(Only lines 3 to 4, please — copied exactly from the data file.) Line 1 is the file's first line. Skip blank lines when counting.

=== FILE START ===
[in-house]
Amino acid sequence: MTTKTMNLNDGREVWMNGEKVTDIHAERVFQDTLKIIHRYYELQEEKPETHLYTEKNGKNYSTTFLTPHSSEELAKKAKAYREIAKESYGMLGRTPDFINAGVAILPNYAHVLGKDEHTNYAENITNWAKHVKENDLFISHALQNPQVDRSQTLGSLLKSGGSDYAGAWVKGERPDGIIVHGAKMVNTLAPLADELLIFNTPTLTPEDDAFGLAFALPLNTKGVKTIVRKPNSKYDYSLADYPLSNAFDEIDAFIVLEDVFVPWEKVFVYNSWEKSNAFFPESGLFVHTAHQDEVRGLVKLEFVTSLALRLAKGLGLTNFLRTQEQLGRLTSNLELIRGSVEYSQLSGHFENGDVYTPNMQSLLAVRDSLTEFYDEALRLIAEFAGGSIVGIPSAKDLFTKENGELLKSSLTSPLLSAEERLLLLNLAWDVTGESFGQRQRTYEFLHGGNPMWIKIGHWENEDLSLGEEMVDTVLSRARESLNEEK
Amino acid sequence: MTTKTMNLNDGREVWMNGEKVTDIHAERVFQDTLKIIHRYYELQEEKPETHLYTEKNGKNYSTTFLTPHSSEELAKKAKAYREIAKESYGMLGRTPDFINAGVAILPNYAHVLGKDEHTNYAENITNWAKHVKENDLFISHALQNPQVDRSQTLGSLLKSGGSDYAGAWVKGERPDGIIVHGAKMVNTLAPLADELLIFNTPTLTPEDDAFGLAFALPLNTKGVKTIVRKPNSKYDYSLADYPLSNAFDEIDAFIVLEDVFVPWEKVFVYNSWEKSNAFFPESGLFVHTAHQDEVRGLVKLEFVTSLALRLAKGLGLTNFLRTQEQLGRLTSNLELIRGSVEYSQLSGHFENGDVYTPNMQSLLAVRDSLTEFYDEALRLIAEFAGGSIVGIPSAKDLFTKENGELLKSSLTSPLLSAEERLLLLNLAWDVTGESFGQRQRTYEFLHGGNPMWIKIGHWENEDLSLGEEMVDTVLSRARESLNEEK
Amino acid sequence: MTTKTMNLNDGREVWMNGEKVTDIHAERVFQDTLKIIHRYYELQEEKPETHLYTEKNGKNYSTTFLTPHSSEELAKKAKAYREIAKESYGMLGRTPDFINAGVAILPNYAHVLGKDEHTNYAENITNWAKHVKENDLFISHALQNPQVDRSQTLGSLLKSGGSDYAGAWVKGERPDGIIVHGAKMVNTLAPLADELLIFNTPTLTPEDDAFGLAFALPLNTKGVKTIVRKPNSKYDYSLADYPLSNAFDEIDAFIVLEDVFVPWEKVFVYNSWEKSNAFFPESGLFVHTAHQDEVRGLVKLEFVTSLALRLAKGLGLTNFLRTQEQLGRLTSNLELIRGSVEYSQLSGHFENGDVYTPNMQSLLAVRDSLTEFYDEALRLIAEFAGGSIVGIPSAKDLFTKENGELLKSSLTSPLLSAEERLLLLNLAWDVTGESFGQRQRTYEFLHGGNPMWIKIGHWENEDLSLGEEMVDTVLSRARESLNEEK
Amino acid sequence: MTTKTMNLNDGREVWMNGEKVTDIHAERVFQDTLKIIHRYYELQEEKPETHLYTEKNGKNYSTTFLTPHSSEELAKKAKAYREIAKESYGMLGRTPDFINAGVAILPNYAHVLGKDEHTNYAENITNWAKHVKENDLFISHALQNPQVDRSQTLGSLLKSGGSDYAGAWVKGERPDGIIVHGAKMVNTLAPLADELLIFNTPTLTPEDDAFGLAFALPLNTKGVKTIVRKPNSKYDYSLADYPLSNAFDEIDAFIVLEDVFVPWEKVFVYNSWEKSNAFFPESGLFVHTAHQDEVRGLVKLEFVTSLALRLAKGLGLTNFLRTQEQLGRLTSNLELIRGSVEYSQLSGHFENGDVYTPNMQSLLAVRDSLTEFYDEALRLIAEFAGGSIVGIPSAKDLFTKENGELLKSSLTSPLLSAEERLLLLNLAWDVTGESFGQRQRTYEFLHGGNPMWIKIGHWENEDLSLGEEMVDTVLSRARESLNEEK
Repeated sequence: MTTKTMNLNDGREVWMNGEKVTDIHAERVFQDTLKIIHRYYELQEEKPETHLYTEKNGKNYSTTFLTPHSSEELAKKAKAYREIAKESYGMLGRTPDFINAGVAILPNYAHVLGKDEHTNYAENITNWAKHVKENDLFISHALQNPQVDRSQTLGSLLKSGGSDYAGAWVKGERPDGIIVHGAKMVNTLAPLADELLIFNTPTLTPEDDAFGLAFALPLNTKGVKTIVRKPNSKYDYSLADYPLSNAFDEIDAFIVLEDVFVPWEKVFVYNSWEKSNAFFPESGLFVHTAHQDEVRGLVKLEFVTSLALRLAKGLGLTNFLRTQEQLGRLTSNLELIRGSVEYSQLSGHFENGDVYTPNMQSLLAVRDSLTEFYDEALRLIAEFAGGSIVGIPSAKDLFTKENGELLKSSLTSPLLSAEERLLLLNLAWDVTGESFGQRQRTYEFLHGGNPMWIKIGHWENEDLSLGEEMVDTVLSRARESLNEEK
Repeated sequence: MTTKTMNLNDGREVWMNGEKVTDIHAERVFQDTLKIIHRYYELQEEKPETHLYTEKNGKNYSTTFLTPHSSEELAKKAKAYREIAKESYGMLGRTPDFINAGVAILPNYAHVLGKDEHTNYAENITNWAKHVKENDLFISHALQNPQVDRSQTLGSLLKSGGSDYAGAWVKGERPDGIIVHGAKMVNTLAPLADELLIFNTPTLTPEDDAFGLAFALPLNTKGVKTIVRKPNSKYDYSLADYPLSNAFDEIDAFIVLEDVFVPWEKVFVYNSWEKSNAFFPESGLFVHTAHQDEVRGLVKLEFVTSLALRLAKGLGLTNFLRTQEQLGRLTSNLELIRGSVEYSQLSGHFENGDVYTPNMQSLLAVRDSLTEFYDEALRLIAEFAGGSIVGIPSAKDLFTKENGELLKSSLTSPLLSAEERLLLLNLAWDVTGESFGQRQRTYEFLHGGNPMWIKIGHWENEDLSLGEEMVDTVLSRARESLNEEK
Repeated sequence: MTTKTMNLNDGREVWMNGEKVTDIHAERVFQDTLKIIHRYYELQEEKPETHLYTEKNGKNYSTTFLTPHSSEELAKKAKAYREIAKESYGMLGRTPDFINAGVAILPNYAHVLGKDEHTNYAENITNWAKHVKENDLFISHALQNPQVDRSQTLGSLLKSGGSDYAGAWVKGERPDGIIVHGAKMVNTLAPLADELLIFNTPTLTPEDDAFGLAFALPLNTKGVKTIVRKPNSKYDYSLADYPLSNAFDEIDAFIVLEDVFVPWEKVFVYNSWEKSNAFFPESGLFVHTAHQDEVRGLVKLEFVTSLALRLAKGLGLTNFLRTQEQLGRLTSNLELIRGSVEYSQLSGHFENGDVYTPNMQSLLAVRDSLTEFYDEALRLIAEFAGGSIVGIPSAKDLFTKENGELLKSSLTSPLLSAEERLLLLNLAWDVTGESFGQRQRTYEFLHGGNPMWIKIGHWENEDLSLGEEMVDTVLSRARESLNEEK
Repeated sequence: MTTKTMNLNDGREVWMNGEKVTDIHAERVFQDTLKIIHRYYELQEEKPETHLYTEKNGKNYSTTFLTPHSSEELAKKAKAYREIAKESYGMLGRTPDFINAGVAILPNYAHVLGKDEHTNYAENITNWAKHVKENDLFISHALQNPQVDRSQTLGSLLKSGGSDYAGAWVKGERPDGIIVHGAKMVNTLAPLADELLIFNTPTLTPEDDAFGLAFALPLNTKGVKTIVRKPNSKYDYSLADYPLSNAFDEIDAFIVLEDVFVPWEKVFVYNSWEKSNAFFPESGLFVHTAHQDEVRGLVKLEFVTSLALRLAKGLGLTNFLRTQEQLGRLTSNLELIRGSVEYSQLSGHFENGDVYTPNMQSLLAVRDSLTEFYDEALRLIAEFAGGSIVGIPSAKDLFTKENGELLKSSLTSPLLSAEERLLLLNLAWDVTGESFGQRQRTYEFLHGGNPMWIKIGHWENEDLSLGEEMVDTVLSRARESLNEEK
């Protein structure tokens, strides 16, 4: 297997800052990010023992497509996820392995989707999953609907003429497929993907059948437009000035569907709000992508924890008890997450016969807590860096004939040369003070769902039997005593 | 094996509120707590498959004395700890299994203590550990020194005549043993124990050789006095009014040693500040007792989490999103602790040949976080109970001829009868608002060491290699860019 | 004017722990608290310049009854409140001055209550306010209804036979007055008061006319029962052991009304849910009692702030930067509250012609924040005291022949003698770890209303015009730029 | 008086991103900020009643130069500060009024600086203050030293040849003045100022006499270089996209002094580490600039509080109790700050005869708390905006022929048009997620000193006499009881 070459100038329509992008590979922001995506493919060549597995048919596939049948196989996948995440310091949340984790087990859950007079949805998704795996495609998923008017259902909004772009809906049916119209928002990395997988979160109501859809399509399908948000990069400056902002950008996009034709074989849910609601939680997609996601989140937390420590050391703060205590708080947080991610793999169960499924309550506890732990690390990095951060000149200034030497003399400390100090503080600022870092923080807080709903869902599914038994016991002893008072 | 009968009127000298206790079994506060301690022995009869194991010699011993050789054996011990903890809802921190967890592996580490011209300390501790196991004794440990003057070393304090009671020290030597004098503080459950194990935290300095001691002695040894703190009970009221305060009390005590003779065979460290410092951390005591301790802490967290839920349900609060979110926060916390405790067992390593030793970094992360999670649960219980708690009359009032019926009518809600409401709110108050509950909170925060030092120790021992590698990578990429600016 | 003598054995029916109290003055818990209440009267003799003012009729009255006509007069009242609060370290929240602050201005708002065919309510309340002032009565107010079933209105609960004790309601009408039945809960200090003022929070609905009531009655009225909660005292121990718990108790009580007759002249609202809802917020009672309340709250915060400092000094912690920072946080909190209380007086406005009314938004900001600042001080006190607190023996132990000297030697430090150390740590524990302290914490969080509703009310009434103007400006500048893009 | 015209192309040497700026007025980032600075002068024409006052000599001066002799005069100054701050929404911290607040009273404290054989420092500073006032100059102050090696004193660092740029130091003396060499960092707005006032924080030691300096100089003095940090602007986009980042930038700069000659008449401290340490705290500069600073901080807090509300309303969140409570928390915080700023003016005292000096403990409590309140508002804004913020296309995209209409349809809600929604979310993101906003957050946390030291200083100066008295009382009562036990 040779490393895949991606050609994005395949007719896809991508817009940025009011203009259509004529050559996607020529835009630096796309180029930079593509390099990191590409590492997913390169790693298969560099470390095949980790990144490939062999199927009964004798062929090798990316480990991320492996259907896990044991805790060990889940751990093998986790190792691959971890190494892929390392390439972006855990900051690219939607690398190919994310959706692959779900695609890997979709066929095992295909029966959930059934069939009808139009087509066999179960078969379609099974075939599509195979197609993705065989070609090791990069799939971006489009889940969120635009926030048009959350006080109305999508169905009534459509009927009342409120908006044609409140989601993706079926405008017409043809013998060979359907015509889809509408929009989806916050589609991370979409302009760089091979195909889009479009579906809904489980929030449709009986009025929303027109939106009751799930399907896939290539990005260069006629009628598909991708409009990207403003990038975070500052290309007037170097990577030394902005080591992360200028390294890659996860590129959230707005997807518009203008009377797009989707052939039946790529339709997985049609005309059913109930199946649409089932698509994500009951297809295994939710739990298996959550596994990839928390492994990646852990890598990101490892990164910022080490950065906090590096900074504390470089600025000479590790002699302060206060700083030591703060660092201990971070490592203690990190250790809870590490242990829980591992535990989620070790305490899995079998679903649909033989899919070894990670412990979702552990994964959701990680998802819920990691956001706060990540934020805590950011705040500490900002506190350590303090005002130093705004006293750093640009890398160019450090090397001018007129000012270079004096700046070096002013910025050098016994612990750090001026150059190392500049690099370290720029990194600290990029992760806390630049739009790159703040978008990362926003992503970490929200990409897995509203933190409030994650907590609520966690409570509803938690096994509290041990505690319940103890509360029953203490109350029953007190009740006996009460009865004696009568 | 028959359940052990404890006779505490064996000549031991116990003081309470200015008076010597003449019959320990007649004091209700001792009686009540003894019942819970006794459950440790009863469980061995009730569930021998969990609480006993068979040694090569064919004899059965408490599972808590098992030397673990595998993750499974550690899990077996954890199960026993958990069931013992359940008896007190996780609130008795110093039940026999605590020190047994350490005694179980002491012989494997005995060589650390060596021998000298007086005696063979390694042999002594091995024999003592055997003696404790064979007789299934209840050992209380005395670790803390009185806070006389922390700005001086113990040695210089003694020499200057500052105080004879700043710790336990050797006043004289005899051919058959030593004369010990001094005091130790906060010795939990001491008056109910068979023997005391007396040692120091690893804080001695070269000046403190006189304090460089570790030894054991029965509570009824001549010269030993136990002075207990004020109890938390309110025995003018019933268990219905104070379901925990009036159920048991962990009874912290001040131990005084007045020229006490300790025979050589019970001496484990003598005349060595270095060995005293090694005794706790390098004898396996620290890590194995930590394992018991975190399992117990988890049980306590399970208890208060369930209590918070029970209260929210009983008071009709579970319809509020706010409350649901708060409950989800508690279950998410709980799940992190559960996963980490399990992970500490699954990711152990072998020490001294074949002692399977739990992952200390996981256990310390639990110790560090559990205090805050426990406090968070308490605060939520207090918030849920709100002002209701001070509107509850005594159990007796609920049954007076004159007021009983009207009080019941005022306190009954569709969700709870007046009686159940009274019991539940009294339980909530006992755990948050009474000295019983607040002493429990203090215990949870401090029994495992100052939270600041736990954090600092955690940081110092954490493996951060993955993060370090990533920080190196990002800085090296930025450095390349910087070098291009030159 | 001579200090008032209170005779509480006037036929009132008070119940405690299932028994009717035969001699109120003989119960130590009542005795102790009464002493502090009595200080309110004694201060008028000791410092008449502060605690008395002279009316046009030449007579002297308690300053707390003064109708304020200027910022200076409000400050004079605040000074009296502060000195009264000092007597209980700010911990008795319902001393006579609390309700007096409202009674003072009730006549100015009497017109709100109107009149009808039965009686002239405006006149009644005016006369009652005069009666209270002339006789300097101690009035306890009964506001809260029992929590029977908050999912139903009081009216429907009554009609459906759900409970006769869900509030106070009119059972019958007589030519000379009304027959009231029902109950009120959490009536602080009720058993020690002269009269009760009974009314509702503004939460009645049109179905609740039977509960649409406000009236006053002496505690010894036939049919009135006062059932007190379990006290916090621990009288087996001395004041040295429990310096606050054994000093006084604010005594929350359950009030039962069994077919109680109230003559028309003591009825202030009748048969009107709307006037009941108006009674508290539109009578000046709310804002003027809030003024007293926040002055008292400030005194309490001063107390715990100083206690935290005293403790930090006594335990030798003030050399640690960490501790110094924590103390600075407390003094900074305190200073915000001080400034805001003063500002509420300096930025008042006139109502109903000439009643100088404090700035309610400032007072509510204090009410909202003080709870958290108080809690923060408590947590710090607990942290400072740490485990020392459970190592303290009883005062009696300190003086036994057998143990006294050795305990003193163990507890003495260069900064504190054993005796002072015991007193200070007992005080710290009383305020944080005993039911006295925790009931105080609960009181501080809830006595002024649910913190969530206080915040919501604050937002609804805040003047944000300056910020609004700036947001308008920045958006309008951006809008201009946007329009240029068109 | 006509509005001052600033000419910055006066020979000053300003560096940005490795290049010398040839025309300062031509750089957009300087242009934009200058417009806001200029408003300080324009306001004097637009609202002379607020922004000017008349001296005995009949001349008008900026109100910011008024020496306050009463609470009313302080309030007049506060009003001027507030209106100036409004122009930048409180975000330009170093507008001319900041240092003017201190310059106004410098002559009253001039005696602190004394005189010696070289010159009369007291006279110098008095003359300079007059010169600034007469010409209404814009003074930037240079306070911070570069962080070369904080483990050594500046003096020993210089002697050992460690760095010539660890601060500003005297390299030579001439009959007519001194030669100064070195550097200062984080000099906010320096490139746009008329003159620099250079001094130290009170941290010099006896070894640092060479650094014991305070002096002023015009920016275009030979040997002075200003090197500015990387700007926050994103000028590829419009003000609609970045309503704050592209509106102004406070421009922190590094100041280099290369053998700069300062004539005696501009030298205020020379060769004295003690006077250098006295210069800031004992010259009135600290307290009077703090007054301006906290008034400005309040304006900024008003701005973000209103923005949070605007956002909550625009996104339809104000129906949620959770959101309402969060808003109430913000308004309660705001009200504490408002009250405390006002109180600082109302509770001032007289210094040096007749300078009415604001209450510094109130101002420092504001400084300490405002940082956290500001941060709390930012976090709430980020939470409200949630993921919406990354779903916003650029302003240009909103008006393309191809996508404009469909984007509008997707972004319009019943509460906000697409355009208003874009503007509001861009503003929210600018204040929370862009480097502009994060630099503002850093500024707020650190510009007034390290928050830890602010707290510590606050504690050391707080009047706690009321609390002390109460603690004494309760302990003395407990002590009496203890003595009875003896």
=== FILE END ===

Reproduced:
Amino acid sequence: MTTKTMNLNDGREVWMNGEKVTDIHAERVFQDTLKIIHRYYELQEEKPETHLYTEKNGKNYSTTFLTPHSSEELAKKAKAYREIAKESYGMLGRTPDFINAGVAILPNYAHVLGKDEHTNYAENITNWAKHVKENDLFISHALQNPQVDRSQTLGSLLKSGGSDYAGAWVKGERPDGIIVHGAKMVNTLAPLADELLIFNTPTLTPEDDAFGLAFALPLNTKGVKTIVRKPNSKYDYSLADYPLSNAFDEIDAFIVLEDVFVPWEKVFVYNSWEKSNAFFPESGLFVHTAHQDEVRGLVKLEFVTSLALRLAKGLGLTNFLRTQEQLGRLTSNLELIRGSVEYSQLSGHFENGDVYTPNMQSLLAVRDSLTEFYDEALRLIAEFAGGSIVGIPSAKDLFTKENGELLKSSLTSPLLSAEERLLLLNLAWDVTGESFGQRQRTYEFLHGGNPMWIKIGHWENEDLSLGEEMVDTVLSRARESLNEEK
Amino acid sequence: MTTKTMNLNDGREVWMNGEKVTDIHAERVFQDTLKIIHRYYELQEEKPETHLYTEKNGKNYSTTFLTPHSSEELAKKAKAYREIAKESYGMLGRTPDFINAGVAILPNYAHVLGKDEHTNYAENITNWAKHVKENDLFISHALQNPQVDRSQTLGSLLKSGGSDYAGAWVKGERPDGIIVHGAKMVNTLAPLADELLIFNTPTLTPEDDAFGLAFALPLNTKGVKTIVRKPNSKYDYSLADYPLSNAFDEIDAFIVLEDVFVPWEKVFVYNSWEKSNAFFPESGLFVHTAHQDEVRGLVKLEFVTSLALRLAKGLGLTNFLRTQEQLGRLTSNLELIRGSVEYSQLSGHFENGDVYTPNMQSLLAVRDSLTEFYDEALRLIAEFAGGSIVGIPSAKDLFTKENGELLKSSLTSPLLSAEERLLLLNLAWDVTGESFGQRQRTYEFLHGGNPMWIKIGHWENEDLSLGEEMVDTVLSRARESLNEEK